13. A series of cherry picked anecdotes that lead to fantastic generalities to feed the confirmation bias of paying customers/readers.If I go into a more profound analysis, this is a sick argument for state owned everything. But I can't stop from laughing at the irony of having an optional life stage support a mandatory and low quality prison school system. Happily, the author does not have the brain power to go that far.

    14. I work in higher ed and have always wondered how for-profit schools survived. They're more expensive, they aren't accredited---why would anyone pick them? This book does an excellent job of answering that question. One you read the book you not only understand but you see how they are successful. This is a fascinating and quick read.

    15. "As it turns out, there is such a thing as "bad" education. It is an educational option that, by design, cannot increase students' odds of beating the circumstances of there birth." A masterpiece that should be read by every person working in higher education.

    16. "As it turns out, there is such a thing as "bad" education. It is an educational option that, by design, cannot increase students' odds of beating the circumstances of their birth."I can't say that anything in Tressie McMillan Cottom's book wholly caught me by surprise. Knowing what we know about the way for-profit organizations operate generally, it makes sense that a for-profit college run by shareholders would seek to increase its returns over all else (including the quality of its programs a [...]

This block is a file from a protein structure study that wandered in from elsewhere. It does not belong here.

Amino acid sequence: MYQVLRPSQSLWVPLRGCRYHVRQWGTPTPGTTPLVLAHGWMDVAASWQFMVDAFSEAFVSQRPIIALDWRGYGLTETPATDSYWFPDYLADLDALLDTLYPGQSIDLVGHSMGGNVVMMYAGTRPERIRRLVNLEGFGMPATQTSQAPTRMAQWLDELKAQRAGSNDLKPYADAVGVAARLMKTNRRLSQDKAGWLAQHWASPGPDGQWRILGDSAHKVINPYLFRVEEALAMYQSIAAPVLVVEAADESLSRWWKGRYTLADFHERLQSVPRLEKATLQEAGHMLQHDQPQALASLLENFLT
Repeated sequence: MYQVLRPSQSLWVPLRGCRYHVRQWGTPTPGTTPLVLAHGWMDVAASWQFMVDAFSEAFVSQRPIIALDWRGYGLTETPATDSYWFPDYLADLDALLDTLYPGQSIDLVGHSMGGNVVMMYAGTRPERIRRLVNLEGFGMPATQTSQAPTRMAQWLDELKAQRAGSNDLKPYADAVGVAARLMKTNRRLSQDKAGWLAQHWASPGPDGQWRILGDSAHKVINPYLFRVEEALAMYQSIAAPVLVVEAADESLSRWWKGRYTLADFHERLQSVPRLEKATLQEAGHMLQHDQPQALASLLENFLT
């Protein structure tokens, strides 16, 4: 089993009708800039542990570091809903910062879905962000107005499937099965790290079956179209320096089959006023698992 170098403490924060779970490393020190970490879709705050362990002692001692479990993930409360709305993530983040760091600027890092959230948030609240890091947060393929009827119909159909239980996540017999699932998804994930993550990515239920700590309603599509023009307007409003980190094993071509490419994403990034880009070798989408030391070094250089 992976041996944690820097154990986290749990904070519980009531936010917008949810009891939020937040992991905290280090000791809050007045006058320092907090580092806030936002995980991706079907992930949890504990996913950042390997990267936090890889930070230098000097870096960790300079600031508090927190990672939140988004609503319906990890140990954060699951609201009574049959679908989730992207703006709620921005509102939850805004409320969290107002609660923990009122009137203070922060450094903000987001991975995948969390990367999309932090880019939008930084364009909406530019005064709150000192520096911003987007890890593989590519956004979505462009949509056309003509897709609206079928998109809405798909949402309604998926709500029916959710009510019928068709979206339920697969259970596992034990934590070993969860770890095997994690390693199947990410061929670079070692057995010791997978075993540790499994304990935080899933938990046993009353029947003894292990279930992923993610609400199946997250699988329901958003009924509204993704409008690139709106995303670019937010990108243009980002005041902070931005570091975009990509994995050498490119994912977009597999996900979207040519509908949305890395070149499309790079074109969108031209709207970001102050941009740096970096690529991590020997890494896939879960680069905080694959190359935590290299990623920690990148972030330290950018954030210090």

17. All hail Tressie McMillan Cottom! She has done a tremendous amount of research to expose for-profit colleges for their predatory practices to enroll already struggling people of color into their schools. She uncovers how their marketing and recruiting schemes prey on students fears and insecurities and leave them even more in debt and poorly educated. I was aware of issues with for-profit colleges, but the personal account from Dr. McMillan Cottom (as a former recruiter) and the students she int [...]

    18. Very interesting sociological account of for-profit schools. Well-written in the sense that Dr. Cottom described a phenomenon that is fairly ubiquitous and made it feel brand new without unnecessary novelty. She used plain language to get across complicated ideas, which was very helpful to me (I am the type who needs to re-read academic sentences constantly because I just don't get it, lol). The interviews with people in the process were enlightening because I think we all know at least some of [...]